The Arkansas River flows through Colorado, Kansas, Oklahoma, and Arkansas. Those four states have rights to use the water. Oklahoma has water compacts with Kansas and Arkansas to apportion the waters of the Arkansas River basin, regulate pollution, and manage water resources (Kansas and Colorado signed a separate compact in 1949). The Kansas-Oklahoma Arkansas River Compact was authorized in 1955 by Congress and approved in 1965 by the two states and by Congress in 1966. The rivers covered in this agreement are the Arkansas proper, the Salt Fork, the Cimarron, and the Grand. The compact is administered by the Kansas-Oklahoma Arkansas River Commission. The Arkansas-Oklahoma Arkansas River Compact came in 1971 (revised in 1972). It covers the Arkansas proper in eastern Oklahoma and western Arkansas and is administered by the Arkansas-Oklahoma Arkansas River Compact Commission.
The Red River flows through the Texas Panhandle and through Oklahoma, Arkansas, and Louisiana, discharging into the Mississippi River. Those four states have rights to the water. In 1955 Congress authorized the four to negotiate a compact. After a lengthy process the document was finally signed in 1978 and approved by the federal government. The Red River Compact Commission, composed of two members from each state, administers the agreement.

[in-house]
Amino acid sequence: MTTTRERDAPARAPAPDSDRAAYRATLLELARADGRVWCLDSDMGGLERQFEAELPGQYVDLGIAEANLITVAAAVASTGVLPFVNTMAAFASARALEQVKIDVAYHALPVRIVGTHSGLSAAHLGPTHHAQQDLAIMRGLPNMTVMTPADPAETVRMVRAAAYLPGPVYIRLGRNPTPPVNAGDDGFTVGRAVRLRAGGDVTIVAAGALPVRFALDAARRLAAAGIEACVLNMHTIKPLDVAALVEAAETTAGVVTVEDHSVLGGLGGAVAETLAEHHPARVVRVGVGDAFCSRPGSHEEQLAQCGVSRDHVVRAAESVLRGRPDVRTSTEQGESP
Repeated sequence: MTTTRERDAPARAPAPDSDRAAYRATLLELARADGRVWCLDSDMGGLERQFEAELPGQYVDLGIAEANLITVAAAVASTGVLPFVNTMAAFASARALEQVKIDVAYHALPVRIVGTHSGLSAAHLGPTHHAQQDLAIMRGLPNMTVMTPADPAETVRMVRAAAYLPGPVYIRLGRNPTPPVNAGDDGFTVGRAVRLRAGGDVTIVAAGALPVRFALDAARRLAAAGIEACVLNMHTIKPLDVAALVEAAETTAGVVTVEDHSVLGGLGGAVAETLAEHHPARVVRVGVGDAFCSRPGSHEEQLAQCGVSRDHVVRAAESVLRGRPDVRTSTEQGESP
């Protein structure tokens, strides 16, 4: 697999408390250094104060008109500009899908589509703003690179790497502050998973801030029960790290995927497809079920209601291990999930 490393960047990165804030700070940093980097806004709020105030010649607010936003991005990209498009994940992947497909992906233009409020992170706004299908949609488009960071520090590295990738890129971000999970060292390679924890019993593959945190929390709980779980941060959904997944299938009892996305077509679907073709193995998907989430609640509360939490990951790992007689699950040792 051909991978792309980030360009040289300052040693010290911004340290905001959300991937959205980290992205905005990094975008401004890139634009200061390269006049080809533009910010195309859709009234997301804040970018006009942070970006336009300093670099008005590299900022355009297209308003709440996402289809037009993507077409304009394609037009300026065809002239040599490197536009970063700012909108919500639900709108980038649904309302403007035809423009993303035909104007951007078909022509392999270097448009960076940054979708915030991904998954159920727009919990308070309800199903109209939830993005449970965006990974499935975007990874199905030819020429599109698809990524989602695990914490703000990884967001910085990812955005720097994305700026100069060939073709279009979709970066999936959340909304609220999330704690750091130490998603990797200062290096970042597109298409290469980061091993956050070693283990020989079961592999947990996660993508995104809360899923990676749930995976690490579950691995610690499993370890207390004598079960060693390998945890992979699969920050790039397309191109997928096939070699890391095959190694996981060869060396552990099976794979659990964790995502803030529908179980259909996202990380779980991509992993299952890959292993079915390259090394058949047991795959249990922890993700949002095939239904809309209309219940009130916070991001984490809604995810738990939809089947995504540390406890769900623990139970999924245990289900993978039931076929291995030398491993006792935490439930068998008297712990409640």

There are always complications in enforcing legal limitations on the quantity of surface water that a state can keep. For instance, in 1984 New Mexico expanded Ute Reservoir, on the upper Canadian River, and the states of Texas and Oklahoma sued on the basis that the Canadian River Compact limited the amount of stored water to that specified in the 1952 agreement. A federal court ordered New Mexico to release the water to the downstream states. Similarly, in 1991 Texas developed Palo Duro Reservoir, north of Stinnett, Texas, on Palo Duro Creek, a tributary of the Canadian. In 2001–02 the State of Oklahoma threatened suit against the State of Texas for violating the Canadian River Compact. The new reservoir was impounding billions of gallons of water that would ordinarily be allowed to flow eastward into Canton Lake, a major source of water for Oklahoma City. Like laws, water compacts are subject to interpretation.
Canadian River Compact Commission, "Oklahoma Commissioners' Report," August 28, 2002.
Hudson Davis, "Canadian River Compact," The New Handbook of Texas, ed. Ron Tyler (Austin: Texas State Historical Association, 1995).
Zachary L. McCormick, "The Use of Interstate Compacts to Resolve Transboundary Water Allocation Issues" (Ph.D. diss., Oklahoma State University, 1994).
"Oklahoma Long-Range Water Program," Report to the Governor and Legislature by the State-Wide Engineering Committee (December 1954).
Oklahoma Statutes, Title 82, Waters and Water Rights, Chapter 20, Arkansas River Basin Compact, Kansas-Oklahoma, 1965, Chapter 20A, Arkansas River Basin Compact, Arkansas-Oklahoma, 1970, Chapter 20B, Red River Compact, Arkansas-Louisiana-Oklahoma-Texas, 1978.
"Water Compacts," Vertical File, Research Division, Oklahoma Historical Society, Oklahoma City.
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The following (as per The Chicago Manual of Style, 17th edition) is the preferred citation for articles:
Dianna Everett, “Water Compacts,” The Encyclopedia of Oklahoma History and Culture, https://www.okhistory.org/publications/enc/entry.php?entry=WA052.